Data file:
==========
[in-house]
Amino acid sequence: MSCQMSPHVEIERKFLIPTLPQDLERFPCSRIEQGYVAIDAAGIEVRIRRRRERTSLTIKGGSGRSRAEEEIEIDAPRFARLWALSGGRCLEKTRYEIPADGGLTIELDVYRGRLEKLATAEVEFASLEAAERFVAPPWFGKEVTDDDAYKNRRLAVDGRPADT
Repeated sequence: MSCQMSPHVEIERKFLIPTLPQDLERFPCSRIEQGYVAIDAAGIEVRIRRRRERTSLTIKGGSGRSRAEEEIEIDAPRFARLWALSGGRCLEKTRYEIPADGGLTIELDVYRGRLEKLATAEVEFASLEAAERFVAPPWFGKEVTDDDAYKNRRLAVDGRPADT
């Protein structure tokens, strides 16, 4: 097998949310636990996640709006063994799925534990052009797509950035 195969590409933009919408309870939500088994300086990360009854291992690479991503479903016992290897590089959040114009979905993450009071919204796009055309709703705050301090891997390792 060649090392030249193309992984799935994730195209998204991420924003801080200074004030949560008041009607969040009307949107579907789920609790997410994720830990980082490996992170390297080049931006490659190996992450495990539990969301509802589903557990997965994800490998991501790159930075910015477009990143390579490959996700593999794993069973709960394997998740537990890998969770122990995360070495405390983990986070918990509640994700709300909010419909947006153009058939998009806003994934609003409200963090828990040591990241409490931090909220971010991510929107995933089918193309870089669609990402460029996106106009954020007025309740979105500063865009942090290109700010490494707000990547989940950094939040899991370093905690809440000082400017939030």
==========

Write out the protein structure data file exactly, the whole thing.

[in-house]
Amino acid sequence: MSCQMSPHVEIERKFLIPTLPQDLERFPCSRIEQGYVAIDAAGIEVRIRRRRERTSLTIKGGSGRSRAEEEIEIDAPRFARLWALSGGRCLEKTRYEIPADGGLTIELDVYRGRLEKLATAEVEFASLEAAERFVAPPWFGKEVTDDDAYKNRRLAVDGRPADT
Repeated sequence: MSCQMSPHVEIERKFLIPTLPQDLERFPCSRIEQGYVAIDAAGIEVRIRRRRERTSLTIKGGSGRSRAEEEIEIDAPRFARLWALSGGRCLEKTRYEIPADGGLTIELDVYRGRLEKLATAEVEFASLEAAERFVAPPWFGKEVTDDDAYKNRRLAVDGRPADT
């Protein structure tokens, strides 16, 4: 097998949310636990996640709006063994799925534990052009797509950035 195969590409933009919408309870939500088994300086990360009854291992690479991503479903016992290897590089959040114009979905993450009071919204796009055309709703705050301090891997390792 060649090392030249193309992984799935994730195209998204991420924003801080200074004030949560008041009607969040009307949107579907789920609790997410994720830990980082490996992170390297080049931006490659190996992450495990539990969301509802589903557990997965994800490998991501790159930075910015477009990143390579490959996700593999794993069973709960394997998740537990890998969770122990995360070495405390983990986070918990509640994700709300909010419909947006153009058939998009806003994934609003409200963090828990040591990241409490931090909220971010991510929107995933089918193309870089669609990402460029996106106009954020007025309740979105500063865009942090290109700010490494707000990547989940950094939040899991370093905690809440000082400017939030």